Well, it’s not so simple [I’ve blogged on this elsewhere] For starters, even if you attempt to ‘de-identify’ your participants, in some research, that’s just not going to be possible and/or it will be obvious to at least some people who the participant is (e.g. female head of major Australia Bank – there are only 4 big banks and only one female CEO- in fact, just google “female ceo australian bank” and her name will appear) – so you’d have to start writing up your data in some really abstract ways to get around making this participant ‘non-identifiable’. This applies equally in small communities- you might think that no-one will know/care about “Participant A” centrelink-dependent mother with gambling problem- but it could be totally obvious to other community members who you are talking about. So that’s one issue. Next issue is- how do you think about your data and participants? Does the ‘data’ exist out there in the real world or is the data created? See Pat Thomson for more on this. If you believe that data is ‘created’ – then your participants are co-creators and co-owners of that data – “de-identifying” them is like taking all the glory for yourself! It also ‘agrues away’ the agency of the participants (a) choosing to participate and (b) choosing what and how they disclose certain things to you .
This is just the tip of the ice-burg…the issues around data generation, privacy and identifiable participants is complex- but my point is- don’t chose Option A by default. Make a considered choice and justify why this is the best option for your research.

Example 2: Not explaining your-self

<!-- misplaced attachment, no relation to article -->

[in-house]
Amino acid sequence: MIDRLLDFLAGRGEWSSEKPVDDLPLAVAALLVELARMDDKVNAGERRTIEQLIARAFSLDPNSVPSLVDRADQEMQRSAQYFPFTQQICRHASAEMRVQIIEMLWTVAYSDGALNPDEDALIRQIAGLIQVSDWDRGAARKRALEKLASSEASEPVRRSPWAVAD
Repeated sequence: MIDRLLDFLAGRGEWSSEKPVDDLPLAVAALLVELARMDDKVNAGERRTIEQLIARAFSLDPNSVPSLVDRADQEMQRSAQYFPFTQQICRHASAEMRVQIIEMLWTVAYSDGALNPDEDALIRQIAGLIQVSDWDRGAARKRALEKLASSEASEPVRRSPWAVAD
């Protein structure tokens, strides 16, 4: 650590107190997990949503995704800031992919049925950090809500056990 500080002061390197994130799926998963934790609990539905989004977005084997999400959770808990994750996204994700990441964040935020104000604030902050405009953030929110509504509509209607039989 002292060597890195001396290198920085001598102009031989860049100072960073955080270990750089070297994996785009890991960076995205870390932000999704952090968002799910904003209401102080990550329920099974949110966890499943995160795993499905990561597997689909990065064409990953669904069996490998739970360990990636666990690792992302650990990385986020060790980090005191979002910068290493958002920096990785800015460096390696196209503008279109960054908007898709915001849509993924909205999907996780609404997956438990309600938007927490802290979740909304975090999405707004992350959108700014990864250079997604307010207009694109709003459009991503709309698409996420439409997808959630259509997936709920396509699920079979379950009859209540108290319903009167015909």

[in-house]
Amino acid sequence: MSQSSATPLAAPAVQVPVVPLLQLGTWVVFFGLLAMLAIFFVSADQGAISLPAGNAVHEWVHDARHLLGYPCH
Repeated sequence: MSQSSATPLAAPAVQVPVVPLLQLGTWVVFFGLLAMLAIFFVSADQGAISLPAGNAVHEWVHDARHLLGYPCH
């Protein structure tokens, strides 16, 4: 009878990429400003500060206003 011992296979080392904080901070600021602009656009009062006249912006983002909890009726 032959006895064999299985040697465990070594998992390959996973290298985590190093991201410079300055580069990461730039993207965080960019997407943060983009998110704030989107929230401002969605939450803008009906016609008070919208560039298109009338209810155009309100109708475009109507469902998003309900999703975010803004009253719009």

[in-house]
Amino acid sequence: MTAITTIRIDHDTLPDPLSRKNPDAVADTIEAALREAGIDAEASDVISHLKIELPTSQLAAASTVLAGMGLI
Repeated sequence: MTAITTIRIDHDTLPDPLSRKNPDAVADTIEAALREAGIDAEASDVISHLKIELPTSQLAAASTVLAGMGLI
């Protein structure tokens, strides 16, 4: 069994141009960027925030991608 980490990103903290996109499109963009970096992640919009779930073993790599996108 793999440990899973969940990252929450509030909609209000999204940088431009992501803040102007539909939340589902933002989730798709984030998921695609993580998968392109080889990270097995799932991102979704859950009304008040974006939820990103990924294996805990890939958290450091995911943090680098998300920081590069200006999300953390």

Q: Will an interpreter be required? 

I had a colleague who just simply responded “no” when undertaking research in another country – without explaining that he was a native speaker. His Ethics Application was returned it cost him about 4 weeks time waiting for the approval. This particular question bugs me a bit because interpretation and translation are different (but treated the same in many Ethics applications) and some universities have fairly strict guidelines about requiring the use of qualified translators/interpreters (which are costly). That’s a bit off topic. My point is – the Ethics committee doesn’t know you – so spell everything out for them- if you’ve got contacts, speak other languages, have established relationships with your participants –  make sure you’ve included everything so that the Ethics Committee finds it easy to pass your application.

Example 3: Ethics vs Risk

I think many University Ethics Application processes are ultimately about managing risk associated with conducting your research, rather than philosophical questions about the ethics of conducting research. It seems that they really want to know that you are managing potential risk, have thought through how you might address/deal with ‘risky’ situations and ultimately protect the good-name and reputation of your university.  I found a good way to address some of the potential risks was to provide a “Risk Matrix”  – that is – the potential impact of a risk vs the likelihood of it actually occurring – with an extra column for mitigation.

In summary, going through the process of the Ethics Application can assist you with planning your research well and should be treated as an important step rather than a tick-the-box.


There is  currently a survey being conducted on the National Statement on Ethical Conduct in Human Research (Australia specific) – if you’d like to participate following the link: (I think its active till Feb 2014)


About Sarina Kilham

I'm a Doctoral Researcher at the Institute for Sustainable Futures, University of Technology Sydney. Trained as a social scientist and with a Masters in Sustainable Agriculture, I'm interested in farmer's experiences of growing feedstock for biodiesel production. My research has focused on biodiesel production in Brazil and Timor-Leste. Also on Twitter @sarinakilham and blogging at